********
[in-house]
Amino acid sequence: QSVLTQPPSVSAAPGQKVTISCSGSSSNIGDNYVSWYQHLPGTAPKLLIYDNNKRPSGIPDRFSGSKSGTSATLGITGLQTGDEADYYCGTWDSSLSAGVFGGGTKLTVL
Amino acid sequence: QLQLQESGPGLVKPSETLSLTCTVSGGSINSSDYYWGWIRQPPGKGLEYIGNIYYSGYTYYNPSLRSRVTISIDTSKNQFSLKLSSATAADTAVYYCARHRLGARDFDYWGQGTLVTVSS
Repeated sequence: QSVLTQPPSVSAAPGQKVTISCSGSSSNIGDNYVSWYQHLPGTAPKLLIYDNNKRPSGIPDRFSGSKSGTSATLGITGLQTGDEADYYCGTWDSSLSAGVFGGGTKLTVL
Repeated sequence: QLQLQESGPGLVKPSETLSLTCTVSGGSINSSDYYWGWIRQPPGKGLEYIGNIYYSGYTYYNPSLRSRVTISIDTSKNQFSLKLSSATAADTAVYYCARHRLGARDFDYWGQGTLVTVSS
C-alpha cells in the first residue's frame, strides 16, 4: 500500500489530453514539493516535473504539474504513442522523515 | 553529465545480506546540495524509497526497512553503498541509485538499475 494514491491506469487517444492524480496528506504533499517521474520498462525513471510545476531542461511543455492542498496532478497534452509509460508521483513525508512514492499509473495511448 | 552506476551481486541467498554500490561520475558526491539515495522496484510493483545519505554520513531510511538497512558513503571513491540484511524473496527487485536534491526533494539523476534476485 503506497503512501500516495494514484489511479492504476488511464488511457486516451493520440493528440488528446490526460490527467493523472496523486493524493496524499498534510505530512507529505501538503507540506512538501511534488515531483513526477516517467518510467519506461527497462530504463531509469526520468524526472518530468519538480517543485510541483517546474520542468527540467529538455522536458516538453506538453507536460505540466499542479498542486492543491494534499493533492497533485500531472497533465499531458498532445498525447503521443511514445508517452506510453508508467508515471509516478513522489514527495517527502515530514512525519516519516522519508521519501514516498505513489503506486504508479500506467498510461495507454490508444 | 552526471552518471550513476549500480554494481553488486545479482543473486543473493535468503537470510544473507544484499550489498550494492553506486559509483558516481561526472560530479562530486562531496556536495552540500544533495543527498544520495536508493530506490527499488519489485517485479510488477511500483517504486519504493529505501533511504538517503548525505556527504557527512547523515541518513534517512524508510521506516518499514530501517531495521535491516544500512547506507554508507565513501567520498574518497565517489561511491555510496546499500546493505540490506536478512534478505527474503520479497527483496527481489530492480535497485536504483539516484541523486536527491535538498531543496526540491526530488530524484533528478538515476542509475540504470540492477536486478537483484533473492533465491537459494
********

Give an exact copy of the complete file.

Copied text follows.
[in-house]
Amino acid sequence: QSVLTQPPSVSAAPGQKVTISCSGSSSNIGDNYVSWYQHLPGTAPKLLIYDNNKRPSGIPDRFSGSKSGTSATLGITGLQTGDEADYYCGTWDSSLSAGVFGGGTKLTVL
Amino acid sequence: QLQLQESGPGLVKPSETLSLTCTVSGGSINSSDYYWGWIRQPPGKGLEYIGNIYYSGYTYYNPSLRSRVTISIDTSKNQFSLKLSSATAADTAVYYCARHRLGARDFDYWGQGTLVTVSS
Repeated sequence: QSVLTQPPSVSAAPGQKVTISCSGSSSNIGDNYVSWYQHLPGTAPKLLIYDNNKRPSGIPDRFSGSKSGTSATLGITGLQTGDEADYYCGTWDSSLSAGVFGGGTKLTVL
Repeated sequence: QLQLQESGPGLVKPSETLSLTCTVSGGSINSSDYYWGWIRQPPGKGLEYIGNIYYSGYTYYNPSLRSRVTISIDTSKNQFSLKLSSATAADTAVYYCARHRLGARDFDYWGQGTLVTVSS
C-alpha cells in the first residue's frame, strides 16, 4: 500500500489530453514539493516535473504539474504513442522523515 | 553529465545480506546540495524509497526497512553503498541509485538499475 494514491491506469487517444492524480496528506504533499517521474520498462525513471510545476531542461511543455492542498496532478497534452509509460508521483513525508512514492499509473495511448 | 552506476551481486541467498554500490561520475558526491539515495522496484510493483545519505554520513531510511538497512558513503571513491540484511524473496527487485536534491526533494539523476534476485 503506497503512501500516495494514484489511479492504476488511464488511457486516451493520440493528440488528446490526460490527467493523472496523486493524493496524499498534510505530512507529505501538503507540506512538501511534488515531483513526477516517467518510467519506461527497462530504463531509469526520468524526472518530468519538480517543485510541483517546474520542468527540467529538455522536458516538453506538453507536460505540466499542479498542486492543491494534499493533492497533485500531472497533465499531458498532445498525447503521443511514445508517452506510453508508467508515471509516478513522489514527495517527502515530514512525519516519516522519508521519501514516498505513489503506486504508479500506467498510461495507454490508444 | 552526471552518471550513476549500480554494481553488486545479482543473486543473493535468503537470510544473507544484499550489498550494492553506486559509483558516481561526472560530479562530486562531496556536495552540500544533495543527498544520495536508493530506490527499488519489485517485479510488477511500483517504486519504493529505501533511504538517503548525505556527504557527512547523515541518513534517512524508510521506516518499514530501517531495521535491516544500512547506507554508507565513501567520498574518497565517489561511491555510496546499500546493505540490506536478512534478505527474503520479497527483496527481489530492480535497485536504483539516484541523486536527491535538498531543496526540491526530488530524484533528478538515476542509475540504470540492477536486478537483484533473492533465491537459494